FRANKFORT, KY -- Loans for about 27,000 of Kentucky's college students could be in jeopardy if the state's student financial agency can't come up with new money to lend, reports the Lexington Herald-Leader in its Saturday edition.
The Kentucky Higher Education Student Loan Corp., better known as The Student Loan People, announced Friday it was suspending loans to first-time borrowers because the national credit crisis has dried up a lot of money previously available for student loans, reports the Herald-Leader.
The agency has about 55,000 student borrowers a year. A news release said it would continue to make student loans to current or previous borrowers, based on the availability of funds.
The estimated 27,000 affected borrowers include current students and some who are planning to enroll this fall at the state's public universities, community and technical colleges, private colleges and universities and proprietary, or for-profit, institutions, the newspaper reports.
The Kentucky Higher Education Assistance Authority, a sister agency, announced it will pay the 1 percent default fee on student loans, effective May 1, to encourage lenders to make more loans available to Kentucky students.
Three schools will scarcely feel the suspension of loans: the University of Kentucky, Kentucky State University and Morehead State University. They participate in the federal Direct Loan Program in which the U.S. Department of Education sends money directly to the schools to be issued as student loans and thus does not involve private lenders, the newspaper reports.
"There will be next to no impact on us," said Lynda George, UK's director of financial aid.
On average, UK undergraduates borrow $4,500 a year to help pay for school; they graduate with about $17,900 of loan indebtedness.
Gary Cox, president of the Association of Independent Kentucky Colleges and Universities, said a state loan is crucial to many private college students because "it tends to be the gap filler" after a student learns how much aid is coming from the school and other sources, such as federal grants and state and private scholarships, the Herald Leader reports.
Brad Cowgill, interim president of the Council of Post Secondary Education says he is optimistic this issue will be resolved soon.
Jerry Davis, director of financial aid for the Kentucky Community and Technical College System, said: "I'm really not alarmed. There are still plenty of lenders out there."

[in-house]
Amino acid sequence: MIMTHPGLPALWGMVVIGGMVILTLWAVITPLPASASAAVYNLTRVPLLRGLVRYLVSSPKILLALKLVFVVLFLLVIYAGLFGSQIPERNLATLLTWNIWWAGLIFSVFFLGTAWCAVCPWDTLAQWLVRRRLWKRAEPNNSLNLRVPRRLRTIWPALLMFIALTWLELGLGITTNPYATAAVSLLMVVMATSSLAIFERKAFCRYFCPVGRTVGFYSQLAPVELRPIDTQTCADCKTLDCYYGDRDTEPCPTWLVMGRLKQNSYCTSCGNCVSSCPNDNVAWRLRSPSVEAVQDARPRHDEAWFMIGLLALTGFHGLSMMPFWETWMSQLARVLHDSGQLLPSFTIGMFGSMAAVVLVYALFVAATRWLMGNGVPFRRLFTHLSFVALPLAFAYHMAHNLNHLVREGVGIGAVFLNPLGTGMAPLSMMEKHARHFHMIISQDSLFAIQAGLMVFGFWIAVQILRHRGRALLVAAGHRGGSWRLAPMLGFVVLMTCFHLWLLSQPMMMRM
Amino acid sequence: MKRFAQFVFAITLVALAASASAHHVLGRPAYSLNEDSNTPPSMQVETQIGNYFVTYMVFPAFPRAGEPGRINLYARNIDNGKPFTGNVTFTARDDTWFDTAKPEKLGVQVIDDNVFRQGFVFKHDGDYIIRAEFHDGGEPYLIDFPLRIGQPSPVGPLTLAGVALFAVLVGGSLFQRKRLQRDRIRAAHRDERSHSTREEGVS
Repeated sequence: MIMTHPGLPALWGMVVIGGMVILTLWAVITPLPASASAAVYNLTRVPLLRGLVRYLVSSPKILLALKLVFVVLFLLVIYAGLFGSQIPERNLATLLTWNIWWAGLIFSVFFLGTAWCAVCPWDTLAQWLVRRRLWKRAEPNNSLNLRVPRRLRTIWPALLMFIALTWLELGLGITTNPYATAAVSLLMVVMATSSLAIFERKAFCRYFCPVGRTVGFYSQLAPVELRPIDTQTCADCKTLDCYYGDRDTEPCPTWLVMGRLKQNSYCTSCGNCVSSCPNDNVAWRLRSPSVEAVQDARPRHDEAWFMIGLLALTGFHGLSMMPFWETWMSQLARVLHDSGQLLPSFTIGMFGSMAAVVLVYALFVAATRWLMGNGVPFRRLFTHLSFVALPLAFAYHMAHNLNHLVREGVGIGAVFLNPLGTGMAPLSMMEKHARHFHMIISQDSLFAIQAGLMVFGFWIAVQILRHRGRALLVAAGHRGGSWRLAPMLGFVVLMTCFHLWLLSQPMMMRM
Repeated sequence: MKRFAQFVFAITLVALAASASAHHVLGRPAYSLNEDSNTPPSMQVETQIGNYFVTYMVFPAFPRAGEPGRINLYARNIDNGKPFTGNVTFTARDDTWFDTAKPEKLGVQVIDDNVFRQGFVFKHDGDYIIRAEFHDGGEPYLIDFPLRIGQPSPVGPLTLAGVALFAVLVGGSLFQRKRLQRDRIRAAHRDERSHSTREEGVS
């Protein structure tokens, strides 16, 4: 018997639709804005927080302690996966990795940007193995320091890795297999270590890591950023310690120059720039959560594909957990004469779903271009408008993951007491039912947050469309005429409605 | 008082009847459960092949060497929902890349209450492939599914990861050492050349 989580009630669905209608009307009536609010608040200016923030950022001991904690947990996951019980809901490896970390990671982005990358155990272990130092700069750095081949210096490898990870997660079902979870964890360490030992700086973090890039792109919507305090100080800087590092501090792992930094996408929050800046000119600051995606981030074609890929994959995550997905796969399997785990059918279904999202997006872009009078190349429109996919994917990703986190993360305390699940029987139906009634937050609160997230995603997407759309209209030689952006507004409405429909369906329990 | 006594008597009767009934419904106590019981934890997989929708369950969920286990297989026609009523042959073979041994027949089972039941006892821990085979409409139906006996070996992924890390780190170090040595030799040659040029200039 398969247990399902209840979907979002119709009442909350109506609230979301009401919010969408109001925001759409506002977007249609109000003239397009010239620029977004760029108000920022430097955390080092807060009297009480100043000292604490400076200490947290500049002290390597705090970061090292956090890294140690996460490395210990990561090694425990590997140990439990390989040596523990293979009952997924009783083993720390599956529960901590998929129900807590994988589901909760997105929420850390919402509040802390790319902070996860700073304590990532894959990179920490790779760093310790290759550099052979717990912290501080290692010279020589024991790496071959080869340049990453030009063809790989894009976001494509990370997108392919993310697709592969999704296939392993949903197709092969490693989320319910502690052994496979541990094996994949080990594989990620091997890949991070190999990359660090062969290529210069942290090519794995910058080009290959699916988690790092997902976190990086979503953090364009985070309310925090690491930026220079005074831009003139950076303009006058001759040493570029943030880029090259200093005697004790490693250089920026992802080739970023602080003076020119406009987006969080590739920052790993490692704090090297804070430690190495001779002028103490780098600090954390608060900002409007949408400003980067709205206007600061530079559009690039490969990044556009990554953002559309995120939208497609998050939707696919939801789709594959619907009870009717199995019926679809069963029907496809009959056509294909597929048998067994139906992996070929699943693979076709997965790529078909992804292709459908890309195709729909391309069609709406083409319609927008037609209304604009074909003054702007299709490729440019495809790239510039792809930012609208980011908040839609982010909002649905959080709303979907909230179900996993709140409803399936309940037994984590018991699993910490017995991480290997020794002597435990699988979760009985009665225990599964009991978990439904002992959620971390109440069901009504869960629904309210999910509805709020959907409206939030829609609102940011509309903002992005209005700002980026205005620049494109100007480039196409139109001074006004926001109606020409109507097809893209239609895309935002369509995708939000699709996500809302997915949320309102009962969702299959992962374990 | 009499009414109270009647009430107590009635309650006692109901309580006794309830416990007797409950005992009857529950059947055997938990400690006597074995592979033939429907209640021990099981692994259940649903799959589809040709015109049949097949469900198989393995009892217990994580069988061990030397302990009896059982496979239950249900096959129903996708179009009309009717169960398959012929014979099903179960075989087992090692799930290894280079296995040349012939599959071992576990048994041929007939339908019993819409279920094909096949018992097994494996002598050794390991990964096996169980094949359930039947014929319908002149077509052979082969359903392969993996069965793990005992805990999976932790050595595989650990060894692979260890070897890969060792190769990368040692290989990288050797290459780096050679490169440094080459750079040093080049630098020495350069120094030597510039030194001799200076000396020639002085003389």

Davis noted that institutions are not permitted to recommend a lender, but he said his office keeps a list of lenders that have expressed an interest in making loans to KCTCS students. The latest figures from KCTCS show that 17,549 students working toward two-year degrees have taken out loans. About 25 percent of them are first-time borrowers, he said.
Because of the bad market, the Student Loan People have been unable to sell bonds this year to gain money for student loans, said Jim Ackenson, the agency's executive vice president, reports the Herald-Leader.
With less money available for loans, there are fewer borrowers, and this has caused a drop in the agency's revenue, although this does not jeopardize its existence, he said.
Another contributing factor to the crisis is that many private lenders have dropped out of the student loan market. This happened because a federal guarantee for the loans has dropped from 98 to 96 percent of a loan's amount, and many previous lenders said the market is no longer profitable, reports the newspaper.
The U.S. Department of Education sets the interest rate for student loans. It is currently 6.8 percent annually. However, for undergraduates that rate will drop to 6 percent on July 1.
Ackenson and Jo Carole Ellis, the state agency's vice president for government relations and student services, said they are optimistic that one or more solutions are in the works.
For example, the U.S. House of Representatives has passed legislation that would authorize the Federal Financial Bank to sell money to state student financial agencies to issue as loans, the newspaper rep;orts.
In addition, the U.S. Department of Education is working on changing regulations that would allow it to become a "lender of last resort."
Meanwhile, Ackenson said the Kentucky agency is negotiating a deal with a major national bank to acquire new loan funds.
Both Ackenson and Ellis said they were optimistic the student loan crisis would be resolved before school opens on many campuses in August.
"I'm much more optimistic about the federal solution than we were before," Ackenson said.
In the past five years, The Student Loan People have provided $67 million for the state general fund budget and $22 million for KHEAA scholarships for Kentucky students, Ackenson said.
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